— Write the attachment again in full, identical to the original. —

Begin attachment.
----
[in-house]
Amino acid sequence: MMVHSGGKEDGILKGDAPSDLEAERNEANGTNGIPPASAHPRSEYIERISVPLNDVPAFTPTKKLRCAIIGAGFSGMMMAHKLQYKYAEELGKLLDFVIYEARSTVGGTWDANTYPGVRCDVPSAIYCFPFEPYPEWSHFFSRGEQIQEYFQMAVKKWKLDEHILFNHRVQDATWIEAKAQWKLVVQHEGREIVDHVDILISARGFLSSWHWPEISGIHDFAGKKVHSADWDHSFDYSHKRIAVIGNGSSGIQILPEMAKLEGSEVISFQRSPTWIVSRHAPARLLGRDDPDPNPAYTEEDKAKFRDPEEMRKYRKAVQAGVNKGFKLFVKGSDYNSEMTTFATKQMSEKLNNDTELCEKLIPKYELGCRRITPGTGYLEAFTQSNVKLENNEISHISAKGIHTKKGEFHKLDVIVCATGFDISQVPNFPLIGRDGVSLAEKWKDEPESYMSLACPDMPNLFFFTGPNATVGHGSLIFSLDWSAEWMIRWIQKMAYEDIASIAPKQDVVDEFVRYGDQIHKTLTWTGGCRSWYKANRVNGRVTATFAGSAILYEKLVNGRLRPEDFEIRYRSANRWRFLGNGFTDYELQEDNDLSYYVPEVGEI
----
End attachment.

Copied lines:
[in-house]
Amino acid sequence: MMVHSGGKEDGILKGDAPSDLEAERNEANGTNGIPPASAHPRSEYIERISVPLNDVPAFTPTKKLRCAIIGAGFSGMMMAHKLQYKYAEELGKLLDFVIYEARSTVGGTWDANTYPGVRCDVPSAIYCFPFEPYPEWSHFFSRGEQIQEYFQMAVKKWKLDEHILFNHRVQDATWIEAKAQWKLVVQHEGREIVDHVDILISARGFLSSWHWPEISGIHDFAGKKVHSADWDHSFDYSHKRIAVIGNGSSGIQILPEMAKLEGSEVISFQRSPTWIVSRHAPARLLGRDDPDPNPAYTEEDKAKFRDPEEMRKYRKAVQAGVNKGFKLFVKGSDYNSEMTTFATKQMSEKLNNDTELCEKLIPKYELGCRRITPGTGYLEAFTQSNVKLENNEISHISAKGIHTKKGEFHKLDVIVCATGFDISQVPNFPLIGRDGVSLAEKWKDEPESYMSLACPDMPNLFFFTGPNATVGHGSLIFSLDWSAEWMIRWIQKMAYEDIASIAPKQDVVDEFVRYGDQIHKTLTWTGGCRSWYKANRVNGRVTATFAGSAILYEKLVNGRLRPEDFEIRYRSANRWRFLGNGFTDYELQEDNDLSYYVPEVGEI